If turkey, sweet potatoes, and cranberries are dominating every menu in sight, it must be time for Leo Kottke's annual ramble into town for his Thanksgiving week concert, for years his sole concession to hometown fans. Kottke, of course, is an internationally renowned fingerstyle guitarist, long ago a protégé of John Fahey, well established as an eccentric fretboard genius. Mostly instrumental, mostly solo, Kottke's material deftly embraces folk, classical, jazz, and pop, combining with his supreme facility on the instrument and occasional dazzling bursts of speed to create a style that can only be called Kottke-esque. He's even been caught singing from time to time, in a decent baritone that he nonetheless often disparages. And he's notorious for a deadpan, fundamentally surrealist sense of humor frequently illustrated with a reference to waterfowl flatulence, which he's undoubtedly sorely sick of at this late date. Kottke's once prolific recording career has lagged in recent years, but he's also gotten more creative in assembling these turkey toots. This year's guest will be Robert Barto, a master lute player raised in California, long based in Germany, and an expert on Baroque composers, and lutenists Silvius Leopold Weiss and Joachim Bernhard Hagen. Esoteric? Sure, marvelously so. And also great for helping digest yams and dressing.(Photo by Anthony Pepitone)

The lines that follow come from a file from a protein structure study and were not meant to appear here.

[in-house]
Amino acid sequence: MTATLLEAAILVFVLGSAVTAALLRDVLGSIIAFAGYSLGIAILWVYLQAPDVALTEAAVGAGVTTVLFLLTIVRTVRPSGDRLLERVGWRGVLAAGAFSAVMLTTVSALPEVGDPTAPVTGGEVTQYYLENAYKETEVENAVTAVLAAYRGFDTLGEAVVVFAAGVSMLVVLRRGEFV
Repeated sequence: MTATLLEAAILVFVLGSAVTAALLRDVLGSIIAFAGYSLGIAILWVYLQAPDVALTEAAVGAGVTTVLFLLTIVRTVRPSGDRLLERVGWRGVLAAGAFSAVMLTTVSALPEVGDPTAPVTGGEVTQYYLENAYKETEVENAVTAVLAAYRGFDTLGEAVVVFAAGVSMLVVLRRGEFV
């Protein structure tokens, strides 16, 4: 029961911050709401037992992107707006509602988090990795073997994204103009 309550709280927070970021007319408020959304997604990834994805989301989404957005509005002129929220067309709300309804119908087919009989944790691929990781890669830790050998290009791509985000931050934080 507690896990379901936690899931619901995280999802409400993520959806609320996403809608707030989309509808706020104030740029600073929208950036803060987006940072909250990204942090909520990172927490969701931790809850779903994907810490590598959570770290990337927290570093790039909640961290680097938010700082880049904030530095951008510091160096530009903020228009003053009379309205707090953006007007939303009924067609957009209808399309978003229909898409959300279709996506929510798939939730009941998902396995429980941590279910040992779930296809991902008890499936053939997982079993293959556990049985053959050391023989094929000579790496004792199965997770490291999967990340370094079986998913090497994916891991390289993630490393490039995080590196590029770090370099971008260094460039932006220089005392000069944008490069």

Mon., Nov. 29, 7:30 p.m., 2010
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